14 September 2012


Riverfront View from Louisville
Bob Blakely
          I don't have Internet access at home.  While the primary reasons for this have to do with money; I think that there are also larger, more 'karmic' if you will, reasons for having made this choice.  Today I'm reminded of those larger reasons.
          As I write this I'm sitting outside my favorite coffee shop - Sunergos (means:  We Work Together) on Preston St. close to where I used to live.  This morning I came, not only for the delicious coffee but to take care of some work for my supported employment job.  After taking care of answering work emails and so forth I was glancing around - mostly to stretch my neck and back - and noticed, on a man's computer screen, the wonderful picture above.  It's a picture - for those of you unfamiliar with Louisville - of the Indiana side of the Ohio River.  The 'giant clock across the water' - to quote a Tim Krekel song - is a landmark here, visible from many places downtown and on the riverfront.  At one time Colgate had threatened to take the clock down and the protest surprised everyone.
           I was intrigued by the picture, particularly that it is sepia-toned, and obviously taken in winter, so I asked the man where he'd found it - so I could download and use it on MY desktop.  He told me he'd taken the picture himself.  We talked briefly about what I liked in the picture, and he showed me another photo he'd taken.  And then he offered to send me the picture via email.  What a lovely thing to do.
          A while later I decided to move outside - since we're enjoying unseasonably cool and clear days lately.  I'm sitting here piddling around at my computer when the same man comes out to tell me he'd sent the picture.  He further told me that I'd inspired him to do something he's been considering - to quit one of his part-time jobs and return to photography as a vocation and paying enterprise.  The man explained a bit of his thinking - I didn't ask him to - and we spoke casually about getting older and how we often need to make changes in our lives.  Sometimes, we agreed, those changes are a move toward something we've been wanting to do or try but hadn't yet given ourselves permission for.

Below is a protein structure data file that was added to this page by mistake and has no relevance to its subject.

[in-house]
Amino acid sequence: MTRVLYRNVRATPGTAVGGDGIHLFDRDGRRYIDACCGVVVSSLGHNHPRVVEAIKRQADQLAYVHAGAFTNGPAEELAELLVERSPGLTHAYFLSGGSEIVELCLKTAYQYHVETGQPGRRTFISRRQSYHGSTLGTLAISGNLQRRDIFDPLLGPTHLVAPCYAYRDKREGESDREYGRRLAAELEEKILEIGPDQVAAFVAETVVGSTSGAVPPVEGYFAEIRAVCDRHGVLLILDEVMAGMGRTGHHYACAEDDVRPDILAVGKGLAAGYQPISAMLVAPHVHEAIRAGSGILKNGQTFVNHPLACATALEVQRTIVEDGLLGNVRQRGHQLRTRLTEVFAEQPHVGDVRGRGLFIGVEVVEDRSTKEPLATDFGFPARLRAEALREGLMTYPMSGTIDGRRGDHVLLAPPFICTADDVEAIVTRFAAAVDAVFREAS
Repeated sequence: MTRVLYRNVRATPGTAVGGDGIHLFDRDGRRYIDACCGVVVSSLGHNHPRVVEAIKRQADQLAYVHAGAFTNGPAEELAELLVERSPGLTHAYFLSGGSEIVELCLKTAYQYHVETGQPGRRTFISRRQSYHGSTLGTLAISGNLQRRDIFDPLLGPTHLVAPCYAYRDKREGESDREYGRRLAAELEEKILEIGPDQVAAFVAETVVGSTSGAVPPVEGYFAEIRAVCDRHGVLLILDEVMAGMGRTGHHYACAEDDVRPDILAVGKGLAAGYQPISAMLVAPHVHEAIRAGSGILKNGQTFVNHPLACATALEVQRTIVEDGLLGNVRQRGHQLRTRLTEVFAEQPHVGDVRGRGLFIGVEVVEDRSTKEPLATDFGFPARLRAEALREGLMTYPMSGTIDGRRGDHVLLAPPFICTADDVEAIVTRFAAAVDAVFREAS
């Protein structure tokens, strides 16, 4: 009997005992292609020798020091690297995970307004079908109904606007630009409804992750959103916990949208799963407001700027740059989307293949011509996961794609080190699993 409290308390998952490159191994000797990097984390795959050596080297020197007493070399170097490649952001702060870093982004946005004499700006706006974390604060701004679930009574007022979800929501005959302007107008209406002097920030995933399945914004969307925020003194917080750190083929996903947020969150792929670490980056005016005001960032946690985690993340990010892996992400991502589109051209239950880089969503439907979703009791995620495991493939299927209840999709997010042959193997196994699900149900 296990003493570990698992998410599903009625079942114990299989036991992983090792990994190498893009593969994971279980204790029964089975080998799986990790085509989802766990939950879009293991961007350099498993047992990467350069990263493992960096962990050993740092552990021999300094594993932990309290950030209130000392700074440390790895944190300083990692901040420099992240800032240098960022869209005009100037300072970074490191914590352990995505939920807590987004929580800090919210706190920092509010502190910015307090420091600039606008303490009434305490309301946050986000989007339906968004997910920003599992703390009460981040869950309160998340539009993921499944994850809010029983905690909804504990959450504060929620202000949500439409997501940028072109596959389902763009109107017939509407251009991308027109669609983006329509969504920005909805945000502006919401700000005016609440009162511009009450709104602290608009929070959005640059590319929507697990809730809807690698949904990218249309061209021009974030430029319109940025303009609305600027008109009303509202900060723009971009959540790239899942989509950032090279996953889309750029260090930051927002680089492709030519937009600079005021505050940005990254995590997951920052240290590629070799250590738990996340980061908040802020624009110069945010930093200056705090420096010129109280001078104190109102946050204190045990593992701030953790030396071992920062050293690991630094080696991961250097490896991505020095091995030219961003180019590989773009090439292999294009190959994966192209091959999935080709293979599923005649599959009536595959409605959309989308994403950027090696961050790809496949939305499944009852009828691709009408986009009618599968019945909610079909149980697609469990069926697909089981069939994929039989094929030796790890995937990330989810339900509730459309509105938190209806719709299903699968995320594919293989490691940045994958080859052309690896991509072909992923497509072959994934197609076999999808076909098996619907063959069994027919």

This is one of those larger reasons why I'm not supposed to have Internet at home.  Yes, it would be much more convenient to get online any time, making no effort even to put on clothes, much less to get in the car (since there are NO coffee shops in my neck of the woods).  Yes, I could probably afford to pay that bill now - with my second job.  But there's something of isolation in doing that.
          I'm reminded of an episode of Northern Exposure, in which Maggie buys a washer & dryer for her cabin so she can do laundry when she wants, in comfort and privacy.  But very soon Maggie finds that she misses the people she used to see at the laundramat, that she feels out of touch with her community, and, actually, just plain lonely.
           What would I have missed if I'd been at home this morning - besides the good coffee (which, even with buying Sunergos' beans I can never seem to duplicate)?  While I'm not so bold as to think that I alone might be responsible for Bob Blakely's potentially new creative challenge - how much of a difference does it make that I came to the coffee shop this morning?
           Maybe I just need to accept that inspirations are random and serendipitous.  And maybe I just need to keep coming back (as they say in twelve steps) and see what evolves.
          Keep on truckin'.

No comments:

Post a Comment